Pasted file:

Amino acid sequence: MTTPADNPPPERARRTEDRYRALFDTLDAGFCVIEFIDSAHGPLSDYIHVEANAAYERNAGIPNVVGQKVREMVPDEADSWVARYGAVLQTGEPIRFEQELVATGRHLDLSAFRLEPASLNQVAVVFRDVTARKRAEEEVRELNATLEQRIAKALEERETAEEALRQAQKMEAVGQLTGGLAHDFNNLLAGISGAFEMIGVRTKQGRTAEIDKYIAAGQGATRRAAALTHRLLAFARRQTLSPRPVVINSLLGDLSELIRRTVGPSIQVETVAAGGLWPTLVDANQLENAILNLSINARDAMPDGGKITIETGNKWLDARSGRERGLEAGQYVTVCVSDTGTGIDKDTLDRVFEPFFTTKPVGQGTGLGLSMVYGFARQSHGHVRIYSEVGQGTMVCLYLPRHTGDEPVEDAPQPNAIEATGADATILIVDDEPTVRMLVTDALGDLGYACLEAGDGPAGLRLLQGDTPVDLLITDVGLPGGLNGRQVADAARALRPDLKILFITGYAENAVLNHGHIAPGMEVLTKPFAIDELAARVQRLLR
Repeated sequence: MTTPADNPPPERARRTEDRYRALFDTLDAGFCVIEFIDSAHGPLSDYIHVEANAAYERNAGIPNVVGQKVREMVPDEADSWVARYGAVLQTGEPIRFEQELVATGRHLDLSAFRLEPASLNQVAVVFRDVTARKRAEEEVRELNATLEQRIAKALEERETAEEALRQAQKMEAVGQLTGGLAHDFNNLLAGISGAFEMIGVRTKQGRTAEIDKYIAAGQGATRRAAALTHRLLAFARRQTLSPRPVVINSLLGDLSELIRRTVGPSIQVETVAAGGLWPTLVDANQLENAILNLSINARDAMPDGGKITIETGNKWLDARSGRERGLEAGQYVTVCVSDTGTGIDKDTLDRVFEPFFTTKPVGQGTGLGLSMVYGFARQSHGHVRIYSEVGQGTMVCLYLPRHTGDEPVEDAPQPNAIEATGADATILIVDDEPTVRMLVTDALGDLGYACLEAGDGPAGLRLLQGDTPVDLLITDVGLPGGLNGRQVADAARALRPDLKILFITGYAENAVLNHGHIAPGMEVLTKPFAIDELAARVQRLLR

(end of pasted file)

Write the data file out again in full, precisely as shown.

Amino acid sequence: MTTPADNPPPERARRTEDRYRALFDTLDAGFCVIEFIDSAHGPLSDYIHVEANAAYERNAGIPNVVGQKVREMVPDEADSWVARYGAVLQTGEPIRFEQELVATGRHLDLSAFRLEPASLNQVAVVFRDVTARKRAEEEVRELNATLEQRIAKALEERETAEEALRQAQKMEAVGQLTGGLAHDFNNLLAGISGAFEMIGVRTKQGRTAEIDKYIAAGQGATRRAAALTHRLLAFARRQTLSPRPVVINSLLGDLSELIRRTVGPSIQVETVAAGGLWPTLVDANQLENAILNLSINARDAMPDGGKITIETGNKWLDARSGRERGLEAGQYVTVCVSDTGTGIDKDTLDRVFEPFFTTKPVGQGTGLGLSMVYGFARQSHGHVRIYSEVGQGTMVCLYLPRHTGDEPVEDAPQPNAIEATGADATILIVDDEPTVRMLVTDALGDLGYACLEAGDGPAGLRLLQGDTPVDLLITDVGLPGGLNGRQVADAARALRPDLKILFITGYAENAVLNHGHIAPGMEVLTKPFAIDELAARVQRLLR
Repeated sequence: MTTPADNPPPERARRTEDRYRALFDTLDAGFCVIEFIDSAHGPLSDYIHVEANAAYERNAGIPNVVGQKVREMVPDEADSWVARYGAVLQTGEPIRFEQELVATGRHLDLSAFRLEPASLNQVAVVFRDVTARKRAEEEVRELNATLEQRIAKALEERETAEEALRQAQKMEAVGQLTGGLAHDFNNLLAGISGAFEMIGVRTKQGRTAEIDKYIAAGQGATRRAAALTHRLLAFARRQTLSPRPVVINSLLGDLSELIRRTVGPSIQVETVAAGGLWPTLVDANQLENAILNLSINARDAMPDGGKITIETGNKWLDARSGRERGLEAGQYVTVCVSDTGTGIDKDTLDRVFEPFFTTKPVGQGTGLGLSMVYGFARQSHGHVRIYSEVGQGTMVCLYLPRHTGDEPVEDAPQPNAIEATGADATILIVDDEPTVRMLVTDALGDLGYACLEAGDGPAGLRLLQGDTPVDLLITDVGLPGGLNGRQVADAARALRPDLKILFITGYAENAVLNHGHIAPGMEVLTKPFAIDELAARVQRLLR